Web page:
Suffering in silence, no press freedom for the harassed and underpaid Kenyan Journalists. PHOTO /CORRESPONDENT

Suffering in silence, no press freedom for harassed and underpaid Kenyan Journalists



By Veteran Journalist David Matende (African Times Guest Writer)



Let me say without equivocation that advising the upcoming

Kenyan youth  to aspire to be a journalist is a wrong move



On Monday 03rd May was the 30th Press Freedom Day. This is the

one day in a year when focus is on journalists. It’s a day to remind

governments and other stakeholders to let journalists do their work

. It is also a day to honour those that have paid the ultimate prize

seeking to tell important stories .
Unfortunately it is the worst time to be a scribe especially in Kenya .

While previously the enemies of the journalist were few and easily

identified , today they are not only numerous, but also insidious.

Journalists of the old had mainly the state using its organs such as

police and courts to contend with. Politicians and the occasional

business organization completed the list of intimidators .

Today , the list is long. Apart from the usual suspects, add

advertisers that wouldn’t advertise in media that tells them the

truth, media owners that are only interested in profits, organized

criminal gangs, politicians, cyber bullies that droll truths telling

journalists, entitled men and women who feel that journalists

threaten their privileges, technology that has eaten jobs, assorted

The coronavirus together with the Government who care less for

the suffering of its Citizens have made an ugly situation uglier ,

keeping many a scribe out of work and ensuring that those lucky to

keep their desks in newsrooms earn a dog’s pay.
That is why I wouldn’t advice a young person looking for a career to

aspire to be a journalist. This is not to say that there ever was a time

when journalism was a “good” job. But then it was worth the



One would expect that under these dire circumstances,

organizations that are charged with protecting journalists would up

their game. But alas, they have not!
The organizations such as the Kenya Union of Journalists, the Media

Council of Kenya and the Editor’s Guild.
The reasons these organizations are unable to fight for journalists is

because most are led by men and women with no known history of

press freedom agitation, or protection of journalists. These are men

and women who could be in those positions because they are paid.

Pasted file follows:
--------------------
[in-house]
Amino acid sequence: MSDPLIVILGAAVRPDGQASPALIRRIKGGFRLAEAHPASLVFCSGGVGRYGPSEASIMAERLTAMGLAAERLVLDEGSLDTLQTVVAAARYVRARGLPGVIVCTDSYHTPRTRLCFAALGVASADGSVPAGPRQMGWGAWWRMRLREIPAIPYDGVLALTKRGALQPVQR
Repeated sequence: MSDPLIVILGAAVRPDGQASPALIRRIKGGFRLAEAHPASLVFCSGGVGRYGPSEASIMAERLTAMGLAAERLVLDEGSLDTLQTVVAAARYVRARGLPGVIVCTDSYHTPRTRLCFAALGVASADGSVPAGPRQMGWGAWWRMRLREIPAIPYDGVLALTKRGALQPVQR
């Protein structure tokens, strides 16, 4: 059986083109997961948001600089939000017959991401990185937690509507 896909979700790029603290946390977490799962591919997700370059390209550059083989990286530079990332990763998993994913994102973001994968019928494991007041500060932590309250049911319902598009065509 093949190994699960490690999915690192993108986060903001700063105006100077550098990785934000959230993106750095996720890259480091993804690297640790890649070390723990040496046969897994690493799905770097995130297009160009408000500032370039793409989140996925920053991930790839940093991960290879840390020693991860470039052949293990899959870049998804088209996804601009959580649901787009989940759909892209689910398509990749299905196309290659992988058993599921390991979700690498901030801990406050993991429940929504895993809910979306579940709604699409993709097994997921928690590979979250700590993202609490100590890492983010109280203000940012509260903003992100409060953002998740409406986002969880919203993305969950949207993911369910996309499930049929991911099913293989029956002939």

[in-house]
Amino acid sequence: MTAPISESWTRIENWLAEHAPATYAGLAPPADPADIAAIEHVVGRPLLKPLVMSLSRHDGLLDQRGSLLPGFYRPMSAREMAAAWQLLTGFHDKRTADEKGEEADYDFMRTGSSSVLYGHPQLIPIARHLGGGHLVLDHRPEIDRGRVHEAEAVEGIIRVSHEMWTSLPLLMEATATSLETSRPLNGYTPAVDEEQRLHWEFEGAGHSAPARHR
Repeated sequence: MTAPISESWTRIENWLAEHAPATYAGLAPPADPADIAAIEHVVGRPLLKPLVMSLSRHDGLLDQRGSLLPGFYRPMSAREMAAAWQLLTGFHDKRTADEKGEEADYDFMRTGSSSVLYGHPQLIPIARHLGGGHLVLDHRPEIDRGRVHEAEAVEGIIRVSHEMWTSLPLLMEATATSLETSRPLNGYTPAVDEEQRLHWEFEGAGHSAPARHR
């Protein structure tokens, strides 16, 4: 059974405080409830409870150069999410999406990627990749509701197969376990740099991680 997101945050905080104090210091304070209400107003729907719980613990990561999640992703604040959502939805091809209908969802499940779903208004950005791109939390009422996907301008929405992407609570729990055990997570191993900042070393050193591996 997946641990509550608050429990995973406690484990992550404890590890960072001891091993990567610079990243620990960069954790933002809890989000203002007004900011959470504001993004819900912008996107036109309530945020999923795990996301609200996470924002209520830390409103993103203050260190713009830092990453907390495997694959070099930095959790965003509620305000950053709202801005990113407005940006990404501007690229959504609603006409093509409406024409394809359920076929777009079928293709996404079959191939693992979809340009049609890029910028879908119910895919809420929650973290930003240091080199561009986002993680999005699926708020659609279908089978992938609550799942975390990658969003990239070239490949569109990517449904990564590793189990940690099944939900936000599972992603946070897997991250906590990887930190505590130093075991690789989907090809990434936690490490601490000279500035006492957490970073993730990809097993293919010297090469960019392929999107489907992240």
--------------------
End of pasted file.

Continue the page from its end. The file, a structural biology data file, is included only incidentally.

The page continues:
That is why they have no fire in their bellies.


But truth be told, the Media Council of Kenya Chairman, despite his

many years in the newsroom, since the Nyayo days, I don’t

remember him being got up in any “press freedom situation”. I put

him in the category of “ comfort zone” journalists who are afraid to

ruffle feathers lest they jeopardize their employment.
Neither never met the secretary of the MCK, David Omwoyo, but we

remember him infamously for illegally attempting to eject a

member of the MCK board, Tabitha Mutemi. I have no idea from

where he came, his name having featured nowhere prior.
From reliable sources within the Media Council of Kenya, the origin

of the altercation between the two has nothing to do with whether

or not Tabitha is qualified to sit on the board. According to those in

the know, the two do not see eye to eye because Tabitha has been

questioning the rapaciousness of the secretary who is alleged that

has turned the council into a gravy train.
Apparently, the council has lately been swimming in money, its

budget allegedly having been increased almost tenfold. Of course

the money is meant to enhance press freedom activities ( and please

Victor Bwire, football matches and badly designed jackets are not

part of these!).


It is difficult to defend journalists , especially against media houses,

when you are housed within one of them, eating their food. The

likes of Eric Oduor and Churchill Otieno of Kenya Union of

Journalists and Kenya Editors Guild , respectively, are good men. But

if I was looking for warriors to fight in the press freedom

battleground, it is unlikely for them to be hired.
So, in a nutshell Kenyan journalists are on their own. Harassed,

underpaid, fired whimsically. Or in the worst cases, injured and

killed. Why encourage anyone to become a journalist?.


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